Reply
  75. That sounds like a wonderful collection, Janice, and one well worth dipping into whenever you have a moment! I love the use of storage chests of various kinds as coffee tables as well, lovely! Coffee table books do tend to be very heavy, don’t they – that’s the only downside.

    Reply
  76. I only ever have what I happen to be reading on my coffee table. However, I love your book about the Queen’s Doll’s House!! I always wanted a doll’s house as a child but hadn’t a hope of ever getting one. I’m definitely going to look into this one.
    A lovely post Christina.

    Reply
  77. I only ever have what I happen to be reading on my coffee table. However, I love your book about the Queen’s Doll’s House!! I always wanted a doll’s house as a child but hadn’t a hope of ever getting one. I’m definitely going to look into this one.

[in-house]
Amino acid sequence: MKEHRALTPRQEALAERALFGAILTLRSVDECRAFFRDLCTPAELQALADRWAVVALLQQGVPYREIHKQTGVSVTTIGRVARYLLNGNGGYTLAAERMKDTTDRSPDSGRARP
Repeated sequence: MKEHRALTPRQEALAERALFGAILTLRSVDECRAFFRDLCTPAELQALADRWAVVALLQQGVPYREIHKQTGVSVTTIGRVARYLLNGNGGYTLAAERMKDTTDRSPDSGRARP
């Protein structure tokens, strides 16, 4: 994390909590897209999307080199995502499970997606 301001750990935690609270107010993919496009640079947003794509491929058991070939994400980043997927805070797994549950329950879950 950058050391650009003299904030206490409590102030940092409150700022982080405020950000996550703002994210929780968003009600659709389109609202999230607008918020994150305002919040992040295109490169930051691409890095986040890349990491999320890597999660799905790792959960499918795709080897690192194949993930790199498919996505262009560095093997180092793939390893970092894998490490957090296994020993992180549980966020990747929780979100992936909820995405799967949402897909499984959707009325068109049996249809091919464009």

A lovely post Christina.

    Reply
  78. I only ever have what I happen to be reading on my coffee table. However, I love your book about the Queen’s Doll’s House!! I always wanted a doll’s house as a child but hadn’t a hope of ever getting one. I’m definitely going to look into this one.
    A lovely post Christina.

    Reply
  79. I only ever have what I happen to be reading on my coffee table. However, I love your book about the Queen’s Doll’s House!! I always wanted a doll’s house as a child but hadn’t a hope of ever getting one. I’m definitely going to look into this one.
    A lovely post Christina.

    Reply